Healthy Corner Store Initiative

State: NC Type: Promising Practice Year: 2014

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Goal: To increase the number of Davidson County residents who are at a healthy weight.

Objective: To increase the percentage of adults who consume 5 or more servings of fruits and vegetables from 18.4% to 29% (N.C. Healthy People 2020 objective)

Objective: to increase the number of vendors providing healthy food choices from 0 to 3 (this is the objective established in our 2012 ACHIEVE community action plan).

The Obesity Work Group developed a work plan that included increasing the number of community venues allowing for greater access to healthy food options. One of the strategies identified was working with corner stores/convenience stores to offer healthier food options. 

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Davidson County Health Department
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Healthy Corner Store Initiative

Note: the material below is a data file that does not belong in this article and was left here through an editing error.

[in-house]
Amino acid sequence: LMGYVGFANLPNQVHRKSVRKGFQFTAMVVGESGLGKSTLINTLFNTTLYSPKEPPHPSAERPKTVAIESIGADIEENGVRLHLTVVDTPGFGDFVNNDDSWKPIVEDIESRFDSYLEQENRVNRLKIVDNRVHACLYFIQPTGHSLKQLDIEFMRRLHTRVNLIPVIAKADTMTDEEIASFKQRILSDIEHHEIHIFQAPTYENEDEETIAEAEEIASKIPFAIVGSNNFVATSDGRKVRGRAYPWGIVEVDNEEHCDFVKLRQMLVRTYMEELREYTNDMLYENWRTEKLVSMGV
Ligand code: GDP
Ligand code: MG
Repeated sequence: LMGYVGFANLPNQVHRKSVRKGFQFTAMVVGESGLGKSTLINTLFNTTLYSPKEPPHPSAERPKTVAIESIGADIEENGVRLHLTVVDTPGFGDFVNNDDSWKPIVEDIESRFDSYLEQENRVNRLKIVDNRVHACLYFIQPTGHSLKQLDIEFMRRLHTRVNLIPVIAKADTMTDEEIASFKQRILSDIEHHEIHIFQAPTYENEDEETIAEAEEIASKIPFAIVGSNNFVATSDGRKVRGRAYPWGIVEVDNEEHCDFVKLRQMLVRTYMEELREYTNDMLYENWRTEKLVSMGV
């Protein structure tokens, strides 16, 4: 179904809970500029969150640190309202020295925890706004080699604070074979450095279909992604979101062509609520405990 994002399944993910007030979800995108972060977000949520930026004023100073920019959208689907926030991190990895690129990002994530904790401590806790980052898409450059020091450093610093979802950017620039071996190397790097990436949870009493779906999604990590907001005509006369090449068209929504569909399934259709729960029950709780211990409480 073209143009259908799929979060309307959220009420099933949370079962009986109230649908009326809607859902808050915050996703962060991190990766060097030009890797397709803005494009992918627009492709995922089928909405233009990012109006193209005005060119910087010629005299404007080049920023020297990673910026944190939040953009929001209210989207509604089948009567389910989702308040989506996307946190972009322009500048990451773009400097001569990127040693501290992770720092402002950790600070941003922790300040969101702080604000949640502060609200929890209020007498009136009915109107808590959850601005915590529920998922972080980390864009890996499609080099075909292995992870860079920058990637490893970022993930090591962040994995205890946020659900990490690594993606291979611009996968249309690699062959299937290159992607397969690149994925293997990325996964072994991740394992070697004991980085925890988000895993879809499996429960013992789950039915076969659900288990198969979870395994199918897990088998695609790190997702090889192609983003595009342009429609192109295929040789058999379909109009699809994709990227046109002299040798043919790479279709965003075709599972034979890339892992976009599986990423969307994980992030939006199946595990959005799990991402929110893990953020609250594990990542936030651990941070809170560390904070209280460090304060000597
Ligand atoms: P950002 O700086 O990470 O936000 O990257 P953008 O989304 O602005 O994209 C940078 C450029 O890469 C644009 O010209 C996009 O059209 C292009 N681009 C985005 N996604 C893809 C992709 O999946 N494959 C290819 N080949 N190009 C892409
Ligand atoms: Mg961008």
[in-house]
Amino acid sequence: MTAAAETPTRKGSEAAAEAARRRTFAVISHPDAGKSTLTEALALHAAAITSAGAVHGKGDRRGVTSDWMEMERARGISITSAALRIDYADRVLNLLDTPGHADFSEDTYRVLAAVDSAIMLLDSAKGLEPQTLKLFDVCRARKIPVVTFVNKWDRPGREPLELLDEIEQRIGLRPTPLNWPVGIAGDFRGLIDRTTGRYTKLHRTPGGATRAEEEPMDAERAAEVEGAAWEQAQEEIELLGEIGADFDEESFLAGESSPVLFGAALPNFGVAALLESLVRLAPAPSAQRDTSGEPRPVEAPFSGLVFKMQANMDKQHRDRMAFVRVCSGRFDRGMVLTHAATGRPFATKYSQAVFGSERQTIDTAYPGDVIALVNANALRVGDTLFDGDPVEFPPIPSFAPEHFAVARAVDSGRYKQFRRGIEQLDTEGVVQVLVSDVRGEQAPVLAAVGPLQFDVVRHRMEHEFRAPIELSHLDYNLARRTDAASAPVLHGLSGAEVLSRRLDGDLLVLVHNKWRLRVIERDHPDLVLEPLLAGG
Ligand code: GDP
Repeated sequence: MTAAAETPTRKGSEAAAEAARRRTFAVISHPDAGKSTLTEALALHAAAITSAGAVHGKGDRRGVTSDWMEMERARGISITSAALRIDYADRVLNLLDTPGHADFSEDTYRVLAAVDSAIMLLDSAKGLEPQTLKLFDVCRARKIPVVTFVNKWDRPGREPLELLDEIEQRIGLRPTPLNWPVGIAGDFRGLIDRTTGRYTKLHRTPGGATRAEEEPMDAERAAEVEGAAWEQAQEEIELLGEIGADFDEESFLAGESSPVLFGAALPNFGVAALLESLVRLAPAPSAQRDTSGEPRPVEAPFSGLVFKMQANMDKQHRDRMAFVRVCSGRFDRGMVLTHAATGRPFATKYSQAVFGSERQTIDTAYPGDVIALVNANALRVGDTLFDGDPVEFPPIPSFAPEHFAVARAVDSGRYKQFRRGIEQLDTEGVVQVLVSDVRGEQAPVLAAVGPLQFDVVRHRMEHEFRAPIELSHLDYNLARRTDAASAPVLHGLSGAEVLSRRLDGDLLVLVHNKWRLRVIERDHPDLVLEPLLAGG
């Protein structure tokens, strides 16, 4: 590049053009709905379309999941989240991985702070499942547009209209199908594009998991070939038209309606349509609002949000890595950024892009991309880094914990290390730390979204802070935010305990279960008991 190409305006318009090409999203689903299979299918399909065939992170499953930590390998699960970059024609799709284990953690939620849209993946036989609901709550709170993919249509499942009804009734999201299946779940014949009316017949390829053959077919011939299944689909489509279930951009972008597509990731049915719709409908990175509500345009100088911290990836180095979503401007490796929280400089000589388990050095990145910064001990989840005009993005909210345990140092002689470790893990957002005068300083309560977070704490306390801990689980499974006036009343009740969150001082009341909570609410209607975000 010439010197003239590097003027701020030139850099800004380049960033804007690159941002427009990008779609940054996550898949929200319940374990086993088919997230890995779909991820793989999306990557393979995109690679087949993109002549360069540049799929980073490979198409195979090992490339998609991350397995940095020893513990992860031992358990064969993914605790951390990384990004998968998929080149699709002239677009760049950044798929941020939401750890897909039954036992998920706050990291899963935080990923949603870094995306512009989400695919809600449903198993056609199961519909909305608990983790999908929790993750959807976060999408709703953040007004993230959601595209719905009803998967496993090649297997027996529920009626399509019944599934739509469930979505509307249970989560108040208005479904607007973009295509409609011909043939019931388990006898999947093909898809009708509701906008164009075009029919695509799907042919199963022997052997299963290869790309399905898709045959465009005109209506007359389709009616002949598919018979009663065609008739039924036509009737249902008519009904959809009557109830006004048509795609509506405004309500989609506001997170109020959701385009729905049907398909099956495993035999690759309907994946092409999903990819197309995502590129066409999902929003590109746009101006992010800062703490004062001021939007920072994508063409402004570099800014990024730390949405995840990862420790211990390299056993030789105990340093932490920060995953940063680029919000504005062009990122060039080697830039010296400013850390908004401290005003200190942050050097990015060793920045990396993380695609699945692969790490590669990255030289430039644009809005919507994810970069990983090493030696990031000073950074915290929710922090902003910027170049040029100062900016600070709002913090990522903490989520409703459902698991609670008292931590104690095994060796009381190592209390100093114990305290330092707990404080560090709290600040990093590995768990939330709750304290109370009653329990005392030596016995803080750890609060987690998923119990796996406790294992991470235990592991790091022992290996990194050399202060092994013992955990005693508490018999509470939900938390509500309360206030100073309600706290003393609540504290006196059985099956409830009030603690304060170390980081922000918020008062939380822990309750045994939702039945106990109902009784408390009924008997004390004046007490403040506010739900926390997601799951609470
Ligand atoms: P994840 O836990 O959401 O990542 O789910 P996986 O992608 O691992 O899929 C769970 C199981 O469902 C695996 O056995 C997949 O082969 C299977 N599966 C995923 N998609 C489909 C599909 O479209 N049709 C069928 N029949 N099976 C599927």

Davidson County is a small county in North Carolina (NC) located just to the west of central North Carolina, in the Piedmont region of the state. According to the 2010 NC Behavioral Risk Factor Surveillance System, 67% of Davidson County adults are either overweight or obese. Fewer than one out of five (18%) adults in Davidson County currently eats the recommended 5 servings of fruits and vegetables per day. Davidson County is considered a rural community. Residents tend to have lower education levels, lower per capita incomes, and higher rates of unemployment. There are limited opportunities for healthy eating in the county. There are only three farmers’ markets in the county and 12 grocery stores. Six of the grocery stores are located within city limits and six are spread out in rural communities. The southern part of the county is very rural and residents need to travel approximately 20 miles to either Lexington or Thomasville, or even outside the county to access resources. There is no public transportation system in the county, which limits access to resources. Davidson County has a disparity in access to healthy environments, such as environments that offer access to healthy food options. Less than half of the zip codes in the county have a healthy food outlet. Goal: To increase the number of Davidson County residents who are at a healthy weight. Objective: To increase the percentage of adults who consume 5 or more servings of fruits and vegetables from 18.4% to 29% (N.C. Healthy People 2020 objective) Objective: to increase the number of vendors providing healthy food choices from 0 to 3 (this is the objective established in our 2012 ACHIEVE community action plan). The Obesity Work Group developed a work plan that included increasing the number of community venues allowing for greater access to healthy food options. One of the strategies identified was working with corner stores/convenience stores to offer healthier food options. In the spring of 2012, the health department made contact with a newly opened convenience store (The Patriot Market) in the southern part of the county, a rural area with limited resources. In the summer of 2012, Patriot Market began offering local produce. The owner traveled to various produce wholesalers to purchase the produce and sold it to customers who came through his store. He built a set of shelves for display and, through a grant obtained by the health department, a produce cooler was purchased to lengthen the shelf life of some of the produce. Through collaborating with the Obesity Work Group, the owner has successfully applied to accept EBT. The owner has more than doubled his profits in the sale of produce, and according to the owner, sold more produce than cigarettes during the summer months. Since partnering with the Patriot Market, the health department has expanded the corner store initiative to include the Exxon Market, Hill’s Farm and Garden, and the Southmont Grocery. Randy’s #1 and Randy’s #2 have expressed an interest in joining the initiative in the spring of 2014. It is too early to determine if the goal of increasing the number of Davidson County residents who are at a healthy weight is successfully met. There are a lot of factors that impact this goal. It is also too early to determine if the objective of increasing the percentage of adults who consume 5 or more servings of fruits and vegetables from 18.4% to 29% is successfully met. This statistic will be assessed during the next Behavioral Risk Factor Surveillance System is completed in 2014. The objective of increasing the number of vendors providing healthy food choices from 0 to 3 was over-achieved. There are currently 4 corner stores participating, with 2 more pending next spring. A more telling measure of success is the amount of produce sold and the profit made by the convenience store. In 2012, the owner spent $75,000 on produce and had over $150,000 in sales. According to the store owner, “I sold more produce than cigarettes this summer” and “I don’t know why other stores don’t do this; it makes money”.The Corner Store Initiative impacts the community by enhancing access to healthier food options. This results in residents eating healthier foods and reducing their risk for chronic health conditions, especially in rural areas of the county and those with areas without a source of fresh produce.